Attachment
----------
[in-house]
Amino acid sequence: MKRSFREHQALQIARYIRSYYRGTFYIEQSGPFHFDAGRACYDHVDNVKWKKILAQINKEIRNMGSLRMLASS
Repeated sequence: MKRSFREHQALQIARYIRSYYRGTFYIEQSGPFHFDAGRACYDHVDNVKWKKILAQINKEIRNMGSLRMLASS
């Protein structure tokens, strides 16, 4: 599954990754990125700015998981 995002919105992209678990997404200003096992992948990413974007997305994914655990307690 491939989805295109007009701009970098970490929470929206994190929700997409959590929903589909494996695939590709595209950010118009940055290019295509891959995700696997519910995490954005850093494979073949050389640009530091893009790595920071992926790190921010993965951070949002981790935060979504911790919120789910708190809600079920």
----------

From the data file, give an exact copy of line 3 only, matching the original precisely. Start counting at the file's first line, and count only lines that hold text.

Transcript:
Repeated sequence: MKRSFREHQALQIARYIRSYYRGTFYIEQSGPFHFDAGRACYDHVDNVKWKKILAQINKEIRNMGSLRMLASS